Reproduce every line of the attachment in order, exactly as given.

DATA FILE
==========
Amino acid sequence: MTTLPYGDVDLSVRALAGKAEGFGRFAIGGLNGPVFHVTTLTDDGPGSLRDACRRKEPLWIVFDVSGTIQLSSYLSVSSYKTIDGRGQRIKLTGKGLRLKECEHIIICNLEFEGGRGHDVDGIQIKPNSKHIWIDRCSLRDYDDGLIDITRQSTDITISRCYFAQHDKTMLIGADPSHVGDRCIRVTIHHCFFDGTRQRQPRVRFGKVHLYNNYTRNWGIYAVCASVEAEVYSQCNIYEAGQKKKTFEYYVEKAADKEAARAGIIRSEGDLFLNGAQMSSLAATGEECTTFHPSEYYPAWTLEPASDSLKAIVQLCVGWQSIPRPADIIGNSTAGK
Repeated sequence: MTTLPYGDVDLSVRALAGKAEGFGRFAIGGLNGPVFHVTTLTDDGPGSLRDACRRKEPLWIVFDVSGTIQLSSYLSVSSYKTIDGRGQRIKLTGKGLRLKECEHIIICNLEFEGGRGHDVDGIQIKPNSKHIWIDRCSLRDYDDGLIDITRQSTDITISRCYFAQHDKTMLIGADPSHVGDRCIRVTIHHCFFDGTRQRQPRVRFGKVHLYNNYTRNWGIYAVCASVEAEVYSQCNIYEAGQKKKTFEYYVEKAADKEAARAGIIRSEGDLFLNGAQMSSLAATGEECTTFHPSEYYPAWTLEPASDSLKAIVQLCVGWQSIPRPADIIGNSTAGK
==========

Amino acid sequence: MTTLPYGDVDLSVRALAGKAEGFGRFAIGGLNGPVFHVTTLTDDGPGSLRDACRRKEPLWIVFDVSGTIQLSSYLSVSSYKTIDGRGQRIKLTGKGLRLKECEHIIICNLEFEGGRGHDVDGIQIKPNSKHIWIDRCSLRDYDDGLIDITRQSTDITISRCYFAQHDKTMLIGADPSHVGDRCIRVTIHHCFFDGTRQRQPRVRFGKVHLYNNYTRNWGIYAVCASVEAEVYSQCNIYEAGQKKKTFEYYVEKAADKEAARAGIIRSEGDLFLNGAQMSSLAATGEECTTFHPSEYYPAWTLEPASDSLKAIVQLCVGWQSIPRPADIIGNSTAGK
Repeated sequence: MTTLPYGDVDLSVRALAGKAEGFGRFAIGGLNGPVFHVTTLTDDGPGSLRDACRRKEPLWIVFDVSGTIQLSSYLSVSSYKTIDGRGQRIKLTGKGLRLKECEHIIICNLEFEGGRGHDVDGIQIKPNSKHIWIDRCSLRDYDDGLIDITRQSTDITISRCYFAQHDKTMLIGADPSHVGDRCIRVTIHHCFFDGTRQRQPRVRFGKVHLYNNYTRNWGIYAVCASVEAEVYSQCNIYEAGQKKKTFEYYVEKAADKEAARAGIIRSEGDLFLNGAQMSSLAATGEECTTFHPSEYYPAWTLEPASDSLKAIVQLCVGWQSIPRPADIIGNSTAGK